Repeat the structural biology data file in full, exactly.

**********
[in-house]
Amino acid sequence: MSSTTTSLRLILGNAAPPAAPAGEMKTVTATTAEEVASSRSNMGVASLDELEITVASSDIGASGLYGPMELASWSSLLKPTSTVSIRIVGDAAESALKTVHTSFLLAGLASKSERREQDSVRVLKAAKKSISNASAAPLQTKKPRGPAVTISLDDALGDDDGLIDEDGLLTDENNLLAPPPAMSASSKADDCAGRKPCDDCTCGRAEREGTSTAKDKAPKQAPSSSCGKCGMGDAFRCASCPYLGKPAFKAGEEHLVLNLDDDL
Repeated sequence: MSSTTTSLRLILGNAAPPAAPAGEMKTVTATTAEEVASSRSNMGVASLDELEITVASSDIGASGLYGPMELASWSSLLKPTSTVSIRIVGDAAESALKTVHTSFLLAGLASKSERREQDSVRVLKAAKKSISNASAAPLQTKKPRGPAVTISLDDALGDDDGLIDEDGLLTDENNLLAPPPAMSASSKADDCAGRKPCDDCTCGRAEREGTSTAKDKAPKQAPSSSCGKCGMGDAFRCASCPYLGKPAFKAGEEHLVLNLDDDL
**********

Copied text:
[in-house]
Amino acid sequence: MSSTTTSLRLILGNAAPPAAPAGEMKTVTATTAEEVASSRSNMGVASLDELEITVASSDIGASGLYGPMELASWSSLLKPTSTVSIRIVGDAAESALKTVHTSFLLAGLASKSERREQDSVRVLKAAKKSISNASAAPLQTKKPRGPAVTISLDDALGDDDGLIDEDGLLTDENNLLAPPPAMSASSKADDCAGRKPCDDCTCGRAEREGTSTAKDKAPKQAPSSSCGKCGMGDAFRCASCPYLGKPAFKAGEEHLVLNLDDDL
Repeated sequence: MSSTTTSLRLILGNAAPPAAPAGEMKTVTATTAEEVASSRSNMGVASLDELEITVASSDIGASGLYGPMELASWSSLLKPTSTVSIRIVGDAAESALKTVHTSFLLAGLASKSERREQDSVRVLKAAKKSISNASAAPLQTKKPRGPAVTISLDDALGDDDGLIDEDGLLTDENNLLAPPPAMSASSKADDCAGRKPCDDCTCGRAEREGTSTAKDKAPKQAPSSSCGKCGMGDAFRCASCPYLGKPAFKAGEEHLVLNLDDDL